Coke Studio is all set to release the second episode of Season 12 featuring Billo by Abrar Ul Haq, and Roshe by Zeb Bangash. This episode of Coke Studio Season 12 will air on 25th October 2019.

Abrar Ul Haq takes the stage this season in a whirlwind of rap and bhangra by opening a gateway to the past with a remake of the iconic song that started his musical career: Billo. Released in 1995, Billo took the country by storm with its quirky lyrics that talk about a young man’s infatuation with his Billo; a girl who is famed for her beauty, and whose house the young man is determined to visit. The young man declares his intentions of taking a marriage procession to her home and winning her as his bride, cursing everyone and anything that stands in the way of this pursuit. For Abrar, Billo was the song that changed everything. It brought him overnight fame and turned music from a hobby to a lifelong calling. Abrar has been wanting to take this visit into the past, to recreate this memory using the melodies, rhythms and instruments that now populate the world’s musical canvas. Coke Studio’s rendition of Billo stays true to the nostalgia of the tune, offering listeners a space where they can relive a time in which bhangra-pop enlivened Pakistan’s music channels.

“Music is spiritual. It comes from within a person. Sound can create such a strong impact; this is something you feel in music. You’ll hear something and get goosebumps. If you’re sad, a song can uplift your mood. In a way, it’s a cure. It has the power to induce nostalgic feelings and has a spiritual side to it that brings you closer to God ... There’s something extraordinary about music.” said Abrar Ul Haq

Zeb Bangash returns to Coke Studio this season with a Kashmiri ode to loss: Roshe. The song first caught Zeb’s attention when she came across a video of Ali Saifuddin’s version of it on YouTube. For Zeb, this was the fortunate outcome of an exploration into Kashmiri music that had been sparked when she met a group of Kashmiri students in Delhi, who requested that she perform a song in their native tongue. So began the process, nearly four years ago, of working on the song with house band member Zain Ali, who presented it to Coke Studio this season. For Zeb, this has been an experience of trusting the destiny of a song – that it was meant to happen when the time was right, and when the world was ready for it. The song speaks of love and loss. Its poetry was written by the Kashmiri poet Mahjoor, who lived in the early 1900s. Mahjoor was greatly inspired by the verses of Kashmir’s last empress Habba Khatoon – whose own verse has been used in the chorus of this song. Coke Studio’s rendition of Roshe offers an ambient space in which the poetic themes of nostalgia and separation are meant to be contemplated upon. Zeb encapsulates the song’s melancholy feel vocally, while she once again, takes on a language that is new to her repertoire with the sheer meticulousness she is known for.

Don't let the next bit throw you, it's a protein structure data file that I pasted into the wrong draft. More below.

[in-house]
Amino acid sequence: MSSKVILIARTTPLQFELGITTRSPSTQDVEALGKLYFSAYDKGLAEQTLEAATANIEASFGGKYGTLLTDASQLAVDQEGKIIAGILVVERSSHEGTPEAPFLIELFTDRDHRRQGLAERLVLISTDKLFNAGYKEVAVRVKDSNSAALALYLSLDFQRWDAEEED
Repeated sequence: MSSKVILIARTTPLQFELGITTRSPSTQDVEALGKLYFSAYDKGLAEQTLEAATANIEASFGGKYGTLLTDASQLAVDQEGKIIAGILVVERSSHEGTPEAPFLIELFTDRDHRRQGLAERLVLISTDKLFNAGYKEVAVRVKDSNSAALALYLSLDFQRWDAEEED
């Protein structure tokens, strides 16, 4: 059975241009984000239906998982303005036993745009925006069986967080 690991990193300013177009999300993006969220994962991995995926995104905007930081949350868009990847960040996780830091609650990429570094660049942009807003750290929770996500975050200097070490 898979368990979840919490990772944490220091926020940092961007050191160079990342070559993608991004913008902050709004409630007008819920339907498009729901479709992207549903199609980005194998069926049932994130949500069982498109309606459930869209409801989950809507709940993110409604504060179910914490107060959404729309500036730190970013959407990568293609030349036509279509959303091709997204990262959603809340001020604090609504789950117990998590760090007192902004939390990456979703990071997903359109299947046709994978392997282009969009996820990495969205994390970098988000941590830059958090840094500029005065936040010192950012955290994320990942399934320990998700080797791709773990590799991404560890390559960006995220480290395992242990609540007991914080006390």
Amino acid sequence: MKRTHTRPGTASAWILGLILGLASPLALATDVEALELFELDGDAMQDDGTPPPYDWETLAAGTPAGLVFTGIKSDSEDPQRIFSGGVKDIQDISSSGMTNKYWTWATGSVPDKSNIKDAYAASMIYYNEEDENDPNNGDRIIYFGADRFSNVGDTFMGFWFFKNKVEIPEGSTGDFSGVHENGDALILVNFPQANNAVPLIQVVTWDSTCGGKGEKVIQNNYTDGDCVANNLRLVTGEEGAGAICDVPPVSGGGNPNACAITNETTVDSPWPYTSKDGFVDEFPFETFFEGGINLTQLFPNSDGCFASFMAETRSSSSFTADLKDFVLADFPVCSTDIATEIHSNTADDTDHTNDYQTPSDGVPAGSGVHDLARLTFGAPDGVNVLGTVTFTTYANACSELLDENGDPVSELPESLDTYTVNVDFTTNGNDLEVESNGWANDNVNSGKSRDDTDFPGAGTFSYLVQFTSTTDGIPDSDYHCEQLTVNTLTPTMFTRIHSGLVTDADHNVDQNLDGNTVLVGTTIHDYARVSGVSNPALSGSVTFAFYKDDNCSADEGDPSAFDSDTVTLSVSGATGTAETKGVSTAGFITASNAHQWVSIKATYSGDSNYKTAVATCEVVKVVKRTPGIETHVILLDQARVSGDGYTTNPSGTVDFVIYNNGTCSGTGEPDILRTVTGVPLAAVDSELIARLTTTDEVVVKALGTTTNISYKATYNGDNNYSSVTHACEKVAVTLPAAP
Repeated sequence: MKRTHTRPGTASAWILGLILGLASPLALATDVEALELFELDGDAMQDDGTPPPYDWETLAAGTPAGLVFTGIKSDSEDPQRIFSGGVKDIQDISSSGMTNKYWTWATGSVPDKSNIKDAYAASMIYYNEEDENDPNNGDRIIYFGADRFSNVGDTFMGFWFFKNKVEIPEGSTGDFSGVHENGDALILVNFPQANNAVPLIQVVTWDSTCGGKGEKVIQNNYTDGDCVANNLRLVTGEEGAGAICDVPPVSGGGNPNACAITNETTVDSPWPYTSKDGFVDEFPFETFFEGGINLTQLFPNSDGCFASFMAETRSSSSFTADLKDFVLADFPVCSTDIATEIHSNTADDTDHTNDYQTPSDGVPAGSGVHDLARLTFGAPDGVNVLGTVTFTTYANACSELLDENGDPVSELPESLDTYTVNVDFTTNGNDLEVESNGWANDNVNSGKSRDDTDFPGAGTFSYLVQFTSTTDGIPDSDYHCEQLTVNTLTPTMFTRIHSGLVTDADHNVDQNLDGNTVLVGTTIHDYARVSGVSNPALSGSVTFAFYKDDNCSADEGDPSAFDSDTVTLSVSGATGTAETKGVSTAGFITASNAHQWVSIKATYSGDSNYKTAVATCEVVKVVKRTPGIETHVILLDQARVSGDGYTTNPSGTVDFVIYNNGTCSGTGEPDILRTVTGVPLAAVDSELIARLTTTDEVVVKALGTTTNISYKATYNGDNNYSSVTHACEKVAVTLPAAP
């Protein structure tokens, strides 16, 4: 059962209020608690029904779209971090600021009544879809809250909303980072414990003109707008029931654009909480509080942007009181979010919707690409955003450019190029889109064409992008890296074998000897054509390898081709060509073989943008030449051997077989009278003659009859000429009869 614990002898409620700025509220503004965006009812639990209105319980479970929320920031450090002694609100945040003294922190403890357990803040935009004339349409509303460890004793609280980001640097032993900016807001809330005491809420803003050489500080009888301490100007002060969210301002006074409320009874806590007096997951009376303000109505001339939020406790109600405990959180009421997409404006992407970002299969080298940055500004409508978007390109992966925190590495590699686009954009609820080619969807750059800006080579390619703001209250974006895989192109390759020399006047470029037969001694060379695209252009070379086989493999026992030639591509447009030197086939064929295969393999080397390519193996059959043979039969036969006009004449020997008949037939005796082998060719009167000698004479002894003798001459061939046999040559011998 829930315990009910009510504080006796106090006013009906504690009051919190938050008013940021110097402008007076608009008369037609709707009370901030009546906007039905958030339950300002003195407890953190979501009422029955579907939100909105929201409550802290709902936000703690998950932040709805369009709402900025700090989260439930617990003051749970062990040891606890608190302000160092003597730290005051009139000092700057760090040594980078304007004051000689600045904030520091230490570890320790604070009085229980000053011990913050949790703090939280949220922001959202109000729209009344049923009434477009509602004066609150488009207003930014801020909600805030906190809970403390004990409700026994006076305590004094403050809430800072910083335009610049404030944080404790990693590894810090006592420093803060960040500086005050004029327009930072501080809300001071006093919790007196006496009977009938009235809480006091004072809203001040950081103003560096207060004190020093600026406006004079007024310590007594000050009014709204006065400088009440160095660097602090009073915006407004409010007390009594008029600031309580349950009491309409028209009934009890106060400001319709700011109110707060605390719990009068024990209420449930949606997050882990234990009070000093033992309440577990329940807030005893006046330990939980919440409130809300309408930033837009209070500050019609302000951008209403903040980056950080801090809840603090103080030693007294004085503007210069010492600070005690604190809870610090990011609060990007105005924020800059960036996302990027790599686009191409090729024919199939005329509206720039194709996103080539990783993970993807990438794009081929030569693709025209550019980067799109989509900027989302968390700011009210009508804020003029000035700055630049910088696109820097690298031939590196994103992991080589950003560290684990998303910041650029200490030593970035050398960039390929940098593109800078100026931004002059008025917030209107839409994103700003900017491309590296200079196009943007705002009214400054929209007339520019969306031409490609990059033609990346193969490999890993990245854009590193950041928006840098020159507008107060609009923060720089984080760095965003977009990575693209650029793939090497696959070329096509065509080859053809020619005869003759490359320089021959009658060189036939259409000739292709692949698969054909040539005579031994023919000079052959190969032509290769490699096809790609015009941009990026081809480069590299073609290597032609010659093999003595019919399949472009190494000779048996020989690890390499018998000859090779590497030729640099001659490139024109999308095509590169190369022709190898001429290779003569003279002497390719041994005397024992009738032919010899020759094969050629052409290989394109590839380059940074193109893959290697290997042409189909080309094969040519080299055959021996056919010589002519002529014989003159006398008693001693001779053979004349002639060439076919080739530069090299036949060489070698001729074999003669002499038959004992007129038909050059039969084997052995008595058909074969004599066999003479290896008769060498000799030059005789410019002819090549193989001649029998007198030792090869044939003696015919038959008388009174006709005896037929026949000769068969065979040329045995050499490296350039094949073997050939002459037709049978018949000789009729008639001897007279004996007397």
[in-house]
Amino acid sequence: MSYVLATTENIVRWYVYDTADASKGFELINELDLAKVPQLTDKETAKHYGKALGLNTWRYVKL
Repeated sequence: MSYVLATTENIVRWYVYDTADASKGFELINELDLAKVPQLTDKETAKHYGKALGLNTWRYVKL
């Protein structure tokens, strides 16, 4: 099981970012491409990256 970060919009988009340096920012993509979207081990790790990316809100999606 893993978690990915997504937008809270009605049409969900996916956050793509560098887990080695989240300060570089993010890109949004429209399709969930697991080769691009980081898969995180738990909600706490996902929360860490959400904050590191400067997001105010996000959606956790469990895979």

“I decided to pursue music professionally when I saw how it enables you to connect with people. It’s a beautiful feeling. You can move people; you can talk to them. You sing a song and someone connects to it and you don’t even know about it. That’s really lovely for me. That someone is having their own relationship with a song sung in my voice.” said Zeb Bangash

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The King of Bhangra, Abrar Ul Haq, returns to the Coke Studio mainstage in a whirlwind of upbeat nostalgia. Starting his journey from Narowal, Punjab, Abrar studied social sciences at university and later became a teacher at the prestigious Aitchison College in Lahore. However, one thing that prevailed alongside the academic route was Abrar’s passion for music – something that manifested itself in his first song, which was released in 1995. With 24 years in the music industry and numerous albums to his name, Abrar Ul Haq remains one of Pakistan’s most prolific artists, particularly in the Punjabi tradition. Abrar is also an avid philanthropist and humanitarian – he is the founder of SAHARA for Life Trust, as well as the Sughra Shafi Medical Complex in Narowal. He aims to encourage the promotion of health and education in the country’s most remote areas.


Zeb Bangash is known for her diverse music which is sung in a multitude of languages along the spectrum of folk and Eastern Classical genres. Zeb first came to the forefront of the Pakistani music industry as a part of the duo she formed with her cousin, Zeb and Haniya. The duo has created hits that have been performed all over the world, starting with their debut single Chup, released in 2008. Their first album led to hits like Bibi Sanam Janam and Paimona, both of which were later featured on Coke Studio. In 2014, Zeb struck out on her own, and has since launched Sandaraa – a Brooklyn-based project that brings together musicians from different genres, showcasing the many ways in which music travels across civilizations. Zeb is an avid culture and language enthusiast, and has been exposed to languages like Pashto, Dari, Persian, and Turkish from a young age. She continues to explore her musical roots, learning Eastern Classical music, in the tradition of khyal gaiki, under the tutelage of Ustad Naseeruddin Saami. For Zeb, music is a tool for studying human history, depicting just how connected cultures and civilizations have been in their evolution through time. This season, Zeb returns to the Coke Studio mainstage, discovering previously undiscovered territory in the ever-expanding map of her musical exploration.